children and their families often fail to get consistent care and effective
help to meet spiritual, physical, and emotional needs, according to a new
report from the Institute of Medicine. In funding research on dying children
and their families, the report concluded, the National Institutes of Health
should begin priority studies to improve the treatment of pain and aspects of
care affecting families.
The report was prepared by a 14-member committee chaired by
Richard E. Behrman, MD, JD, University of California, San Francisco.
Insurance, the report said, is often a problem. Most elderly
patients are covered by Medicare, but about 15% of children have no medical
insurance. Many others are covered by a hodgepodge of private and public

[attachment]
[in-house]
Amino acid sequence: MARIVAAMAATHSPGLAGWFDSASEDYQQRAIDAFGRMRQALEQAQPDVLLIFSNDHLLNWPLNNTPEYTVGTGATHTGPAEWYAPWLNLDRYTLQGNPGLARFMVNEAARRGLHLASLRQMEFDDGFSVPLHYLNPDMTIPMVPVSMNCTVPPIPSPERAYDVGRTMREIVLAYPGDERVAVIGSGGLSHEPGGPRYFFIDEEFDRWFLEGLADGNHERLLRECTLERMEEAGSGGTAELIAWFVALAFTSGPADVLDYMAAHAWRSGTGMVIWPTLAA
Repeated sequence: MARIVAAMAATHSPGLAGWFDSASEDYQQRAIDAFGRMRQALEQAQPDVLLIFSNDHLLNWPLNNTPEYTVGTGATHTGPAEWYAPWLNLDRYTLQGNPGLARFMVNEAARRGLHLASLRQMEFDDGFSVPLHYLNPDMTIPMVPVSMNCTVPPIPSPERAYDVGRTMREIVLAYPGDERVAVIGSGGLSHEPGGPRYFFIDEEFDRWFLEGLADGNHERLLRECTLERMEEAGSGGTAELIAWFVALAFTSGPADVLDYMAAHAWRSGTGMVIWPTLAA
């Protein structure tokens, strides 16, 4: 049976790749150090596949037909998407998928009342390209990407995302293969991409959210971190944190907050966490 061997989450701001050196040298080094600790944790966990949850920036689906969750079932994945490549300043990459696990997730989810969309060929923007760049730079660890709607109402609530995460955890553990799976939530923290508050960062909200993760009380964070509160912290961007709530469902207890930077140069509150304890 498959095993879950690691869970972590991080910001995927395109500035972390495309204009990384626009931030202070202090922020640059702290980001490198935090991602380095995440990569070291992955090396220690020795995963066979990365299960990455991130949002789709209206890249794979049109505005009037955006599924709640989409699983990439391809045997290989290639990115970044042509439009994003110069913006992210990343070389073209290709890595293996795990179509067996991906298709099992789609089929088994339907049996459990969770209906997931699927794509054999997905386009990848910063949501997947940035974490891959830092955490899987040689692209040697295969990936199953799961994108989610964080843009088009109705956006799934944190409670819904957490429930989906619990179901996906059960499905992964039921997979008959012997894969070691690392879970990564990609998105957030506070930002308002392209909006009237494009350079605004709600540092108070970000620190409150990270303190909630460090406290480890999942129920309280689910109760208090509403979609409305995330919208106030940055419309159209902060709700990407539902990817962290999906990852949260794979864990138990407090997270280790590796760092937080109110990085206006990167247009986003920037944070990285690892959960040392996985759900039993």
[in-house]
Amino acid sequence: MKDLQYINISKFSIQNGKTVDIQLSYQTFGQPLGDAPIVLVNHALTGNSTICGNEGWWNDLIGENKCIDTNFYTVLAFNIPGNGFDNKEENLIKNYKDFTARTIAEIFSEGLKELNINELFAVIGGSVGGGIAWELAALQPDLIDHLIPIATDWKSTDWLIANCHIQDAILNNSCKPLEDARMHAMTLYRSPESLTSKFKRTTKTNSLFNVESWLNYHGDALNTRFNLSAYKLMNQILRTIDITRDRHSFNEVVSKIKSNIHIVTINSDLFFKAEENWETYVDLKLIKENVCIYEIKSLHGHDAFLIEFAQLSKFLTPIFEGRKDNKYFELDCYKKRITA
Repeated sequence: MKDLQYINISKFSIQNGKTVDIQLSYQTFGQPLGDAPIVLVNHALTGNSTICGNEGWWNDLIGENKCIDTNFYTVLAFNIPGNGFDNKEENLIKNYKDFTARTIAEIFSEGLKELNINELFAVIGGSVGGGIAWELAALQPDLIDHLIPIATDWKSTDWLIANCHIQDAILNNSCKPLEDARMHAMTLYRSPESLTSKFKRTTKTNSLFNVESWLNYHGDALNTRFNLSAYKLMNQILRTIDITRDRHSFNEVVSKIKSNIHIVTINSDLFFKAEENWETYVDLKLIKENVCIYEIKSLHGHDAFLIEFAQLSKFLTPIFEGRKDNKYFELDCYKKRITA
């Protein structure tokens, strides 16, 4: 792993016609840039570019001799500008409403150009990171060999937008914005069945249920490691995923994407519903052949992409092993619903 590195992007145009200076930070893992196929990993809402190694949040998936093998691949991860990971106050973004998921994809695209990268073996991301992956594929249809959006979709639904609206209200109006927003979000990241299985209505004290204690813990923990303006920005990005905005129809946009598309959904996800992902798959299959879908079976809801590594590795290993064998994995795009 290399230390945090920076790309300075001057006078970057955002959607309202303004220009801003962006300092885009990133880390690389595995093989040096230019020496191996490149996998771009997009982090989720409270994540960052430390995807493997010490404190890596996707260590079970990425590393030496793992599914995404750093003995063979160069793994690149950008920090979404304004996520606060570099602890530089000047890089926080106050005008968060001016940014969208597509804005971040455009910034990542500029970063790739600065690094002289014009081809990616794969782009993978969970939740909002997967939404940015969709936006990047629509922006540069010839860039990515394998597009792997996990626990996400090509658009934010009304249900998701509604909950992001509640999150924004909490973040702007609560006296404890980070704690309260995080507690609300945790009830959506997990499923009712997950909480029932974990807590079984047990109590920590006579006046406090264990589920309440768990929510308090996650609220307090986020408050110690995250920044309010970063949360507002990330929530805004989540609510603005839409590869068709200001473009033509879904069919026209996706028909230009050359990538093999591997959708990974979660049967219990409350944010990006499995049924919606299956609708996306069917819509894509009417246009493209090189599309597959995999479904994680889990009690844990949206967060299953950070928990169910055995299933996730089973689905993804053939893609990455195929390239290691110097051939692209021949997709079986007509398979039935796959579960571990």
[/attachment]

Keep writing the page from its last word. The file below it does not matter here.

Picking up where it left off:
insurers, which puts added pressure on their families.
Moreover, complex and restrictive health insurance rules can
interfere with the continuity of a child’s care. The panel recommended revising
Medicaid and private insurance rules that bar providing life-prolonging
therapies to patients receiving hospice care.
The report also cited frustration as a major problem for
parents coordinating their children’s care. It suggested that hospitals,
hospices, and others involved in the caregiving process work together to
promote the flow of needed information. Procedures and protocols are also
needed to establish accountability of care.
Another problem cited in the report was the lack of trained health care
professionals knowledgeable about end-of-life care and techniques for dealing
with bereavement. Even fewer professionals are ready to deal with the special
needs of dying children and their families.